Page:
I guess the real question is, do the citizens of Edmonds think councilmembers should be compensated beyond the norm, and to what amount: $30,000, 40,000, $50,000, $60,000 a year each? I have to surmise, based on the feedback we received, this is not the case. And should it be the Council or the citizen Salary Commission who makes those choices?

Jay Grant

Salary Commission Member 2000 – 2004
Salary Commission Chair 2017 – 2020

  1. Thank you Jay for the excellent summary of the work of the salary commission. I hope the City Council continues to place its trust this citizen (community volunteer) process of reviewing salaries, comparing to other cities, and gathering input from the public and the City Council itself. I see great benefit having a community panel reviewing Council and Mayor salaries and benefits rather than being solely in the hands of the City Council.

  2. Thank you Jay for the review of past processes for Council compensation. It certainly appears the Salary Commission members put a lot of time and thought into providing a fair and balanced process. I would agree that citizens, through the present commission process, should continue to be involved in the setting City salaries. To put that process in the hands of those that benefit makes no sense. Salary setting is based on those components the commission considered, not on “feel good” agendas. Do not change the process!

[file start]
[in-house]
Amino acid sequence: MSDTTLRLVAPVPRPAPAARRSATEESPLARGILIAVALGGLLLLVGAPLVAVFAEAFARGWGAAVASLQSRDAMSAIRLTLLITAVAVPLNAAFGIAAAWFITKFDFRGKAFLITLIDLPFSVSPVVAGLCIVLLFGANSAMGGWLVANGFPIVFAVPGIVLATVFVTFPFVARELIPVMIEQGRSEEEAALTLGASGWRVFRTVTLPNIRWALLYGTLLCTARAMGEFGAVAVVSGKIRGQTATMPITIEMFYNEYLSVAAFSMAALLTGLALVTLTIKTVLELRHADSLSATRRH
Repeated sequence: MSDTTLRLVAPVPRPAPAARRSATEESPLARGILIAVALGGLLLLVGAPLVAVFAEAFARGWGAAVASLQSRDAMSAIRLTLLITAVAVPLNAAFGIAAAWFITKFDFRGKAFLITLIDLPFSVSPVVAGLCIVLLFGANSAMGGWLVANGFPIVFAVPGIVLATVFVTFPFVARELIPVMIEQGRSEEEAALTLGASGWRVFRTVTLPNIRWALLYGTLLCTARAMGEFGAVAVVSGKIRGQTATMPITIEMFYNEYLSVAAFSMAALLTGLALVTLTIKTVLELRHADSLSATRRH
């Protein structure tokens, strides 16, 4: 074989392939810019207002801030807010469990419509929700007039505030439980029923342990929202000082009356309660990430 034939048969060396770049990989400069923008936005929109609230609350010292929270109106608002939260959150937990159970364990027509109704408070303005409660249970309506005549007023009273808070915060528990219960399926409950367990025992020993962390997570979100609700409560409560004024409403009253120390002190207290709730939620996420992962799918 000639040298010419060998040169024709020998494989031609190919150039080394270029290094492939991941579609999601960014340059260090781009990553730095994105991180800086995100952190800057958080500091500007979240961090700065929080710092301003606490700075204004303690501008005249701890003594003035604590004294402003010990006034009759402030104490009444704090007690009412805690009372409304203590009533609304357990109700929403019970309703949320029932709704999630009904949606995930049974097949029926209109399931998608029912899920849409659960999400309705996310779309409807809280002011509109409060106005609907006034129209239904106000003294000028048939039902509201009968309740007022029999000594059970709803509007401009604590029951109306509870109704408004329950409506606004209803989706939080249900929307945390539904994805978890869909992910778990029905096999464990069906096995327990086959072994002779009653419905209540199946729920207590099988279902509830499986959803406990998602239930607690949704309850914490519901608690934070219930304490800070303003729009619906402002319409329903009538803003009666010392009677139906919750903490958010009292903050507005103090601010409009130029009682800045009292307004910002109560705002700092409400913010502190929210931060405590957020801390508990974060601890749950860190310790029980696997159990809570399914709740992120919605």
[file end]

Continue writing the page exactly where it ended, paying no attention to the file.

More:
3. I find it interesting that the elected people seem to want to do away with the one and only citizen commission who’s findings and recommendations are required to be acted upon by law. (Someone please correct me on that, if I’m wrong). Also interesting, that the Council seems to go back and forth on this issue so much, which doesn’t seem, to me, to be a signal of governmental health in our little village by the sea.

    1. It’s back and forth, up and down…and keeping all wondering while doing so.
      As we wonder, they apparently discuss how much money they intend to pay themselves. And how to keep all of us wondering while they and the mayor make decisions on their own.
      Like this? I don’t. Will it be allowed to continue? Probably, unless you all R or D say. No more.

      1. Thanks for the good, accurate information.
        I think paying our city council a fair modern wage is very important.
        An increase to 50 or 60 thousand annual salary will make a LOT more people run for office in the future. What does a 5th year teacher in Edmonds make annually? For working a bit over 9 months a year?
        The mayor’s salary should be bumped up a bit in the next term also.
        It wouldn’t hurt to reward the longer-termed employees at the city with a sound retirement package that would help retirees live a better life.
        Besides the Mayor…the city manger, attorney, Chief of police, etc.

  4. Informative letter. The recommendation to the council that they codify their responsibilities and job description is vital. Not clear how the automatic 4-3 votes based on maintaining partisan alliances takes but a few hours of work each week as the votes are mostly forgone. Who the heck know what is equity, other than being self defined?

  5. Thank Mr Grant for service as Chairman of the 2019 Salary Commission. The real reason this has become an issue is the City staff failed to advertise for the three vacant positions on the Salary Commission in March and April. Due this failure the Human Resources Director came up with the cover-up to advance legislation to change the code to a four year cycle.